Cancer cell cannibalism is currently defined as a phenomenon in which an
ensemble of a larger cell containing a smaller one, often in a big cytoplasmic vacuole, is
detected in either cultured tumor cells or a tumor sample. After almost one century of
considering this phenomenon as a sort of neglected curiosity, some recent studies have first
proposed tumor cell cannibalism as a sort of “aberrant phagocytosis”, making malignant cells
very similar to professional phagocytes. Later, further research has shown that, differently to
macrophages, exclusively ingesting exogenous material, apoptotic bodies, or cell debris,
tumor cells are able to engulf other cells, including lymphocytes and erythrocytes, either dead or alive, with the
main purpose to feed on them. This phenomenon has been associated to the malignancy of tumors, mostly
exclusive of metastatic cells, and often associated to poor prognosis. The cannibalistic behavior increased
depending on the microenvironmental condition of tumor cells, such as low nutrient supply or low pH,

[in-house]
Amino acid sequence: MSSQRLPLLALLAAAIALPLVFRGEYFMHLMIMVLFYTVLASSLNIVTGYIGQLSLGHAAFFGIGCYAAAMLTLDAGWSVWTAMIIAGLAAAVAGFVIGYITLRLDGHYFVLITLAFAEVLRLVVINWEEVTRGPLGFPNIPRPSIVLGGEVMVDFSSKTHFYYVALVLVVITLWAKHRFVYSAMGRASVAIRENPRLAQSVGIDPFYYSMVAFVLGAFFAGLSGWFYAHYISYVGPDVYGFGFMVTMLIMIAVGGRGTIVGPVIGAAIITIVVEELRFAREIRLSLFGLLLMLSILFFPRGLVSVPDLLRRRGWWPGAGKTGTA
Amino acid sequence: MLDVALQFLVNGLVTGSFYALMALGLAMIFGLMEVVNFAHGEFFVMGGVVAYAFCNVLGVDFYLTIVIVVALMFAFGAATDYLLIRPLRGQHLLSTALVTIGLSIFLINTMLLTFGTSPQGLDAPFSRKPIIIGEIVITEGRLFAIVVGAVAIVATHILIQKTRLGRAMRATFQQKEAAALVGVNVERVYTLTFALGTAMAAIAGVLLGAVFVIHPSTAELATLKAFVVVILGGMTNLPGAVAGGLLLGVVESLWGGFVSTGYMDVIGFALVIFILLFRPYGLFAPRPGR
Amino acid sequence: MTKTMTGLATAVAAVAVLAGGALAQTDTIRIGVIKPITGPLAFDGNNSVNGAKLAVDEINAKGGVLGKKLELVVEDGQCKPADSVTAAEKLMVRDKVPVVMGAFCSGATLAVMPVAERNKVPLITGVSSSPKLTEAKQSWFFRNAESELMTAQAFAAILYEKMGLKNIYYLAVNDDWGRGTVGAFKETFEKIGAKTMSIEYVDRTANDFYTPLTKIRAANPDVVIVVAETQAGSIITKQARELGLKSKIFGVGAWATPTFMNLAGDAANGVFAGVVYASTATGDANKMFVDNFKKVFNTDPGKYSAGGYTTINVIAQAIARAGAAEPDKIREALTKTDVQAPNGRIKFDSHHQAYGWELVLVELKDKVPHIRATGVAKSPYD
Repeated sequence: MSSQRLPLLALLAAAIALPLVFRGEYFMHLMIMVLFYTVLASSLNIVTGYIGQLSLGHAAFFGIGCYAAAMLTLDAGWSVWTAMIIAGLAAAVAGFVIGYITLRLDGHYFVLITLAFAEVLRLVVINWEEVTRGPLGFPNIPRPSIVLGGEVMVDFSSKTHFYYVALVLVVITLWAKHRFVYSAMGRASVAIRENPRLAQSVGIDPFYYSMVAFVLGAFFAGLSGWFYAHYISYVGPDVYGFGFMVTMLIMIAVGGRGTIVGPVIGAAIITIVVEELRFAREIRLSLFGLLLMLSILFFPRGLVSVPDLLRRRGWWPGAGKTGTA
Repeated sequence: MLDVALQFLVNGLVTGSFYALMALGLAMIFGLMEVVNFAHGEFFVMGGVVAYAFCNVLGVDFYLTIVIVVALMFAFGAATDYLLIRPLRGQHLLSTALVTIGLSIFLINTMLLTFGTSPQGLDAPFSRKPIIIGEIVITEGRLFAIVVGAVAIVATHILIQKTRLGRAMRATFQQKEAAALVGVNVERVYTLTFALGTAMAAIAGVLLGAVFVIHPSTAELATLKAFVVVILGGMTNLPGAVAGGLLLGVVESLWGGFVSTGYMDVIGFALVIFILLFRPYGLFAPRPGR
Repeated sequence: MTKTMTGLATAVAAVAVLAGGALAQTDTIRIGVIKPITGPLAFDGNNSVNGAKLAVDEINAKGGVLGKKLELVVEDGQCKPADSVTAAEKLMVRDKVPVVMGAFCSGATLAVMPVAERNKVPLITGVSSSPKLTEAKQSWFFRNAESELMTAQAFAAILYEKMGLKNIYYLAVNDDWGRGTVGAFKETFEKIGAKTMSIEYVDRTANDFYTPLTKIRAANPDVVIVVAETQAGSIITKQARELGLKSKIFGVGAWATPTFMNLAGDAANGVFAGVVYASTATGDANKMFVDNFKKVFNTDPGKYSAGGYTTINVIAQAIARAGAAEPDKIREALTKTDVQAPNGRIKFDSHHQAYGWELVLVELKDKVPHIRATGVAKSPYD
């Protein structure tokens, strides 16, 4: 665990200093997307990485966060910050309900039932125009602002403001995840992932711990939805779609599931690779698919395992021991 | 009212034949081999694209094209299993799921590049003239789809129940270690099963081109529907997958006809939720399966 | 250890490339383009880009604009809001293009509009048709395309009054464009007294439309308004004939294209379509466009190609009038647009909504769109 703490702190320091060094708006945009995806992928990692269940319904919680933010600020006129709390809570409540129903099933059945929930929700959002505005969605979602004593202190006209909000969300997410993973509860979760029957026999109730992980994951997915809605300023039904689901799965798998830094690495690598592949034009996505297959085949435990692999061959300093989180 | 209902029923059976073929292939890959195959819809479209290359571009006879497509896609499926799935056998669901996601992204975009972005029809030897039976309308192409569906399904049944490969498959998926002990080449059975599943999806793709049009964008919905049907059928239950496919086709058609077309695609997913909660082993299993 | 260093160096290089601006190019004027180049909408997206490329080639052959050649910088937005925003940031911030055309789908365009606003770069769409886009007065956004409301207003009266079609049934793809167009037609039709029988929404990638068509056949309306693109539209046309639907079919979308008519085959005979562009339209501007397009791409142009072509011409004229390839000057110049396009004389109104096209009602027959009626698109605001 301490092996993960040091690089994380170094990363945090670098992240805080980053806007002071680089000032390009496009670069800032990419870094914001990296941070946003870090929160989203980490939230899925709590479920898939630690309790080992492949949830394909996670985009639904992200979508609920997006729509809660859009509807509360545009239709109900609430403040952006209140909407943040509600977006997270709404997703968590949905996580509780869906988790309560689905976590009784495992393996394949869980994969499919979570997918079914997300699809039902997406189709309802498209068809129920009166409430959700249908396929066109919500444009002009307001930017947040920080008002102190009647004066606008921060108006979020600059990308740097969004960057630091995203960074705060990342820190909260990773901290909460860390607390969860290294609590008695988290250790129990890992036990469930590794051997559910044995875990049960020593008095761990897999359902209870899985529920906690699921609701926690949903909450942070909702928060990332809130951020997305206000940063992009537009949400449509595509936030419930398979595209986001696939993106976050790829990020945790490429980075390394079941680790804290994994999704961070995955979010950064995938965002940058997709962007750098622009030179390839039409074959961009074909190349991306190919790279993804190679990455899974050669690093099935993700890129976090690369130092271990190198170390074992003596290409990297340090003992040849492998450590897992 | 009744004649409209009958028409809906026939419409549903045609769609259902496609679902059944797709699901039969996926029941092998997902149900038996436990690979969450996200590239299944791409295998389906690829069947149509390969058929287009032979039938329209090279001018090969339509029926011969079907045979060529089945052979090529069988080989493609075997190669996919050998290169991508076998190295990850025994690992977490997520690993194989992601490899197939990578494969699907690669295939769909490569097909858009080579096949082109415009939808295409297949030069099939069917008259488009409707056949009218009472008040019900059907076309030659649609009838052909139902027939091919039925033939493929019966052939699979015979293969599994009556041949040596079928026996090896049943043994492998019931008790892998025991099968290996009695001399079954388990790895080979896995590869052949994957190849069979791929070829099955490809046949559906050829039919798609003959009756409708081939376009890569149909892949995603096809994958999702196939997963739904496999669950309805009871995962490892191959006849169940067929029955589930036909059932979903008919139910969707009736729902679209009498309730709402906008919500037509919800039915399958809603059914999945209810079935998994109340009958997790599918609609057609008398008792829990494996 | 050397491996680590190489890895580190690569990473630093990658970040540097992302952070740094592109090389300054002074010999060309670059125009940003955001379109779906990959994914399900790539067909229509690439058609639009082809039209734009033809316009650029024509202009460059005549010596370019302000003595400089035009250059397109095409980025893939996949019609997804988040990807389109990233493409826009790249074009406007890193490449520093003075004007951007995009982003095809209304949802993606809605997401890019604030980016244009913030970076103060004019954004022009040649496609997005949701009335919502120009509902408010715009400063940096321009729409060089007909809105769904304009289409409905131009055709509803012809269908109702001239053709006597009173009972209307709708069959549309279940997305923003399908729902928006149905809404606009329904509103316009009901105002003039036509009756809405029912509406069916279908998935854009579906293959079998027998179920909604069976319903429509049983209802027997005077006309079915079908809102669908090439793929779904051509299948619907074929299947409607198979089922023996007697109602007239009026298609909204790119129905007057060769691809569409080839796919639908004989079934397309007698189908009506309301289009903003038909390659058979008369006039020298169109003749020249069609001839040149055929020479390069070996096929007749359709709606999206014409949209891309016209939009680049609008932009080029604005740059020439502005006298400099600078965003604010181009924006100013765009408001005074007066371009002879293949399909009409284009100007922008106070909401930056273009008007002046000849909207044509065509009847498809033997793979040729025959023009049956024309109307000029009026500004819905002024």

suggesting its key survival option for malignant cancers. However, the evidence that malignant cells may
cannibalize tumor-infiltrating lymphocytes that act as their killers, suggests that tumor cell cannibalism could be
a very direct and efficient way to neutralize immune response, as well.
Tumor cell cannibalism may represent a sign of regression to a simpler, ancestral or primeval life style, similar
to that of unicellular microorganisms, such as amoebas, where the goal is to survive and propagate in an
overcrowded and very hostile microenvironment. In fact, we discovered that metastatic melanoma cells share
with amoebas a transmembrane protein TM9SF4, indeed related to the cannibal behavior of these cells.
This review attempts to provide a comprehensive description of the current knowledge about the role of
TM9SF4 in cancer, highlighting its role as a key player in the cannibal behavior of malignant cancer cells.
Moreover, we discuss differences and similarities between tumor cannibalism, entosis, phagocytosis and